Philip and Melissa Clements, Tom Smigielski, and Mike Chittum (from left) have partnered through the Gauntlet Business Program and Competition to pioneer a workforce development program through training students in soft skills taught by trained substitute teachers.
Mike Chittum of Vinton originally signed up for the Gauntlet Business Program and Competition with plans for opening a coffee shop.
“The root of what I wanted to do was based around being a social venture that used a for-profit business to do good in the world,” said Chittum. “Shortly before the Gauntlet began— through a series of life events and conversations, I partnered up with three other people— Philip and Melissa Clements, and Tom Smigielski with a company called ‘The Foundry’.”
The Foundry is the brainchild of Philip Clements. Their website www.thefoundry.org explains that “The Foundry” derives from the idea and intent of “creating or casting, a better future. In a foundry, material is exposed to high heat and then reshaped to form the desired result.” Their group “is driven by a mandate to create opportunity for individuals, nonprofits, governments, and businesses that help raise our community economically, physically, and socially.”
While that may sound lofty, their goals are quite specific. Their focus is on “solving the community’s most pressing and challenging problems through workforce development.”
“We are creating a social venture working in the educational space to create practical training for the workforce of tomorrow,” Chittum said.
All four are “seasoned professionals.” Philips Clements has taught elementary, middle, and high school; worked as a business leader with both private companies and non-profits; and serves as a community advocate.
Chittum has worked in IT for 20 years; Smigielski, in marketing and advertising; Melissa Clements works as a Strategy and Business Operations Manager with extensive experience in strategy planning and execution, forecast development and management, and program management.
Chittum says that for several years he has had an “inkling” to do something entirely different, more purpose-driven, with a social impact,” but still in the for-profit world.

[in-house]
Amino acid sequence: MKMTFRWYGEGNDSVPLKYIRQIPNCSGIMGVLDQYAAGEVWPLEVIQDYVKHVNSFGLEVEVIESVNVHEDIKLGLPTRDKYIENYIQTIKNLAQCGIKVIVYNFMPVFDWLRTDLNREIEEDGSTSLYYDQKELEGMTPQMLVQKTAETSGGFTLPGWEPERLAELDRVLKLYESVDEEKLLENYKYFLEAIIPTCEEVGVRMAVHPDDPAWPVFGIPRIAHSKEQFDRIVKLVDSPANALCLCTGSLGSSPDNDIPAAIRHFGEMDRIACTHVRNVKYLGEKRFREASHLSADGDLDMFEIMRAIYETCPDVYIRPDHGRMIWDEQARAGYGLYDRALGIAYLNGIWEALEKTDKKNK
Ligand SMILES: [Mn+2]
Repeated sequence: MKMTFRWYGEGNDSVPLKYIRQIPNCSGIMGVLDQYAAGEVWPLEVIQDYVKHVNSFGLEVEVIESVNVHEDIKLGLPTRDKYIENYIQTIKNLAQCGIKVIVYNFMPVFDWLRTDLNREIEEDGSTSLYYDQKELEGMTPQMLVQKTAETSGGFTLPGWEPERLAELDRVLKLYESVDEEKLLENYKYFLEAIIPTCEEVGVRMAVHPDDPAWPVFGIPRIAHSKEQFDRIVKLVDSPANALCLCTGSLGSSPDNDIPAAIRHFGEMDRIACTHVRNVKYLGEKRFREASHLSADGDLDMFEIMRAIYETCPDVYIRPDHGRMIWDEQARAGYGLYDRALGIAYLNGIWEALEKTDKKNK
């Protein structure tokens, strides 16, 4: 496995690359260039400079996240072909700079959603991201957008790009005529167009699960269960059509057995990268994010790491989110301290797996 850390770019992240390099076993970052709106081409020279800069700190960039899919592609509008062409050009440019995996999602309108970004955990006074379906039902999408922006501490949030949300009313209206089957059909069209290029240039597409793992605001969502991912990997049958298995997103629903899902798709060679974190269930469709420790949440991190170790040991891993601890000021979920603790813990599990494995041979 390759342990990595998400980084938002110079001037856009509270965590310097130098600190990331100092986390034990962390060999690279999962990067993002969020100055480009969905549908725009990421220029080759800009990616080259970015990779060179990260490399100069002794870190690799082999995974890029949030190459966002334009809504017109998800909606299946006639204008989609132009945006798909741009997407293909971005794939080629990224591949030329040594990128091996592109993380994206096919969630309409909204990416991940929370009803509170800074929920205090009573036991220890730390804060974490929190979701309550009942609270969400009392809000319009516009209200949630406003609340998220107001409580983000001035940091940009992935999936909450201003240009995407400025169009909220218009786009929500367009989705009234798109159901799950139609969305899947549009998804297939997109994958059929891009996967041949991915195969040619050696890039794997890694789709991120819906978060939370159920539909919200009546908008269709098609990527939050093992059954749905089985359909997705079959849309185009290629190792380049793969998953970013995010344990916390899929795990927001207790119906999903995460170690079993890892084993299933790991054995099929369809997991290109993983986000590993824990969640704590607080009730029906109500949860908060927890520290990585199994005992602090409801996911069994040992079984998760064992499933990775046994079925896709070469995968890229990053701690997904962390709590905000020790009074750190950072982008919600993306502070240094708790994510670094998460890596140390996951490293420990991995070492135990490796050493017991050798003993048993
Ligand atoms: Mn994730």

He and Philip Clements have been friends for many years. When Clements shared his concept of workforce development and the organization he had started, Chittum “fell in love with the idea.” He joined the other three in the Gauntlet to augment the workforce development program “for profit but to effect change in the world.”
Their unique concept focuses not on the hard skills of a specific occupation, but on the soft skills even more vital for success in the workplace.
Hard skills are skill sets typically taught through books, training materials, or on the job—such as machine operation, typing, or computer programming—those listed on a resume.
Soft skills, also known as “people skills” or “interpersonal skills” are much more subjective—work ethic, time management, patience, leadership, positive attitude, communication, teamwork, decision-making, perseverance, and problem solving.
However, a 2013 study conducted by Google indicated that their best employees possessed seven characteristics unrelated to hard skills: being a good coach, communicating and listening well, possessing insights into others, having empathy toward colleagues, being a good critical thinker and problem solver, and being able to connect with others across complex ideas.
Chittum says that employers are increasingly looking for soft skills when hiring. New employees can always be trained in the hard skills, but soft skills tend to develop over time, in fact, throughout an individual’s lifetime.
That’s why The Foundry doesn’t begin with secondary education or community college programs, but with children just beginning school and throughout their years of elementary and secondary education.
And how do you work with those children from kindergarten through 12th grade on the soft skills? That’s where The Foundry idea is so exceptional. They propose training substitute teachers in instruction on those soft skills.